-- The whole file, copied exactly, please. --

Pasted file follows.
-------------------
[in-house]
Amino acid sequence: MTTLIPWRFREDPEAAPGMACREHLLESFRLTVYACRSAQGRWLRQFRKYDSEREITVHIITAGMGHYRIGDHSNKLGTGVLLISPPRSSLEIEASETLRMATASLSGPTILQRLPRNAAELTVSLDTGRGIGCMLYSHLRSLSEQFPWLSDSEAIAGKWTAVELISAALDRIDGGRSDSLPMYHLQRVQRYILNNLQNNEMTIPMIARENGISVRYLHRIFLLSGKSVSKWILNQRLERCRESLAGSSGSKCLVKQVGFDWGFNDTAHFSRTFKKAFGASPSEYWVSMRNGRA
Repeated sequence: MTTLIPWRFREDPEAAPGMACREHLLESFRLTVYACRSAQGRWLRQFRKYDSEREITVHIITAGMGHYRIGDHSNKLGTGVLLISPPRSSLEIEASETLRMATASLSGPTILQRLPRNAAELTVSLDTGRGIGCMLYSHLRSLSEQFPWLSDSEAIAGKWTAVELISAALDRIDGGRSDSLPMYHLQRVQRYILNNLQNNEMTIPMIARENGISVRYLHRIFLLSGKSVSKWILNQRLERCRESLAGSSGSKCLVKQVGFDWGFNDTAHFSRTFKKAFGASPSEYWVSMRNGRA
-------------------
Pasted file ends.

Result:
[in-house]
Amino acid sequence: MTTLIPWRFREDPEAAPGMACREHLLESFRLTVYACRSAQGRWLRQFRKYDSEREITVHIITAGMGHYRIGDHSNKLGTGVLLISPPRSSLEIEASETLRMATASLSGPTILQRLPRNAAELTVSLDTGRGIGCMLYSHLRSLSEQFPWLSDSEAIAGKWTAVELISAALDRIDGGRSDSLPMYHLQRVQRYILNNLQNNEMTIPMIARENGISVRYLHRIFLLSGKSVSKWILNQRLERCRESLAGSSGSKCLVKQVGFDWGFNDTAHFSRTFKKAFGASPSEYWVSMRNGRA
Repeated sequence: MTTLIPWRFREDPEAAPGMACREHLLESFRLTVYACRSAQGRWLRQFRKYDSEREITVHIITAGMGHYRIGDHSNKLGTGVLLISPPRSSLEIEASETLRMATASLSGPTILQRLPRNAAELTVSLDTGRGIGCMLYSHLRSLSEQFPWLSDSEAIAGKWTAVELISAALDRIDGGRSDSLPMYHLQRVQRYILNNLQNNEMTIPMIARENGISVRYLHRIFLLSGKSVSKWILNQRLERCRESLAGSSGSKCLVKQVGFDWGFNDTAHFSRTFKKAFGASPSEYWVSMRNGRA